Say cheese? New whey-based thermoformable barrier coating under development


As far as growth is concerned, the packaging industry has nothing to worry about. Sustainability, however, is another story. And while the need for greener packaging represents a significant market opportunity, solutions that deliver the requisite performance at a competitive price are still thin on the ground.

A dominant technology in the packaging market is thermoforming, yet although, for example, bio-based trays have been around for a number of years, in general, they fail to meet the barrier properties required for sensitive food products.

Now, research institute IRIS, located in Barcelona, Spain, has announced the kick-off of a new European research project aimed at addressing this problem. Called ThermoWhey, the focus is to develop a new bio-based thermoformable barrier coating solution that can be used throughout the breadth of the packaging sector. This 28-month R&D project, which is funded by the EU Seventh Framework Programme (under the Manunet programme), will deliver a whey protein coating with improved thermoformability even after storage, while maintaining excellent barrier properties.

New protein-based thermoformable material will build on past projects to develop barrier whey coatings. 

It's not the first time whey has been used to create a novel barrier coating. A previous project, called Wheylayer, has already yielded a patented whey-based technology that is currently on the fast track to commercialization. According to the researchers at IRIS, during the course of the Wheylayer development, it was found that the material was limited in terms of the deformation it was able to withstand during the thermoforming process after a storage time over a few days.

"Thermowhey will solve this issue so the material can be formed into cups and trays in a stable way after its production," said Carlota Feliu, marketing manage at IRIS. "Some chemical modifications are being done to the protein-based coating mixture to allow reaching a greater flexibility needed for the target process as well as its stability over time," she explained.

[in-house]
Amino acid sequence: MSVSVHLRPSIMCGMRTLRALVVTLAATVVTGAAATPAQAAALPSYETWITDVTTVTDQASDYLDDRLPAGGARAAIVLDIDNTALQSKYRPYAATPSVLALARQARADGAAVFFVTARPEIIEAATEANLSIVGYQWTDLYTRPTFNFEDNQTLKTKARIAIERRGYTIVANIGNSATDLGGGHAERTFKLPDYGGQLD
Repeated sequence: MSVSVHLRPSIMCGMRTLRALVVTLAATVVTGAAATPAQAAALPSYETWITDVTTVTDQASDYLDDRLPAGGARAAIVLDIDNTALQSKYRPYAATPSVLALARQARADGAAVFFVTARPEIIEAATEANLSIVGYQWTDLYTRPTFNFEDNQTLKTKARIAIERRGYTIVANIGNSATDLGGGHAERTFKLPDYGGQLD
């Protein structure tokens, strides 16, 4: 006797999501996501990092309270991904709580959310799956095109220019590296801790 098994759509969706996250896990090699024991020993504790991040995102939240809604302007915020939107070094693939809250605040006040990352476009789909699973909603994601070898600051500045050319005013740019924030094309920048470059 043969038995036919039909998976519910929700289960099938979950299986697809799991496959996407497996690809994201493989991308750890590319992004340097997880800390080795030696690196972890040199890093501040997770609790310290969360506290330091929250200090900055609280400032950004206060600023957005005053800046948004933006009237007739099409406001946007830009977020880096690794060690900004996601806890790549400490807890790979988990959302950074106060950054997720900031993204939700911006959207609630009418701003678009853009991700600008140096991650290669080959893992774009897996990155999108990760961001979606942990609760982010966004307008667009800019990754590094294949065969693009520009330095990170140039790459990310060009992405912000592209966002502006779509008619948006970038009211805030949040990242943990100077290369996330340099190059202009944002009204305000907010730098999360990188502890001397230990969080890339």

Overall, bio-based plastics still represent a niche but, thanks to technical innovations and with a 25% annual growth, have increasing potential to replace their synthetic counterparts. Unlike the group of biopolymers based on feedstock originating from edible crops, ThermoWhey represents a unique market offering that is derived from an agrofood by-product, that is able to deliver sufficient barrier properties for products packed in modified atmosphere (MAP). The project will develop a complete manufacturing set up and optimized process for producing whey powder (WPC), agglomeration process for whey protein based barrier coatings, as well as a coating process for films, and the manufacture of thermoformed packaging (blisters and trays) for pharmaceutical and food industries. The aim: to solve the multiple challenges of finding a new commercial use for a currently discarded cheese by-product and replacing petroleum-based plastics with 100% natural biopolymers that are able to be recycled without in any way compromising performance.

Already, the project is progressing well, according to IRIS. The objective is to have a market-ready coating available at the end of the 28 months of the project. The project has also budgeted time for the optimization of the thermoforming process and the production and validation of demonstrator samples of trays.

"This means that the formulation is likely to be ready even earlier than the end of the project," reported an optimistic Feliu.

The consortium for this project is complementary, combining the expertise of 4 SMEs, partners (IRIS coordinator, GEBA, MLANG and SERVIPLAST) and one research institute (FRAUNHOFER) and brings together competences from Spain and Germany.

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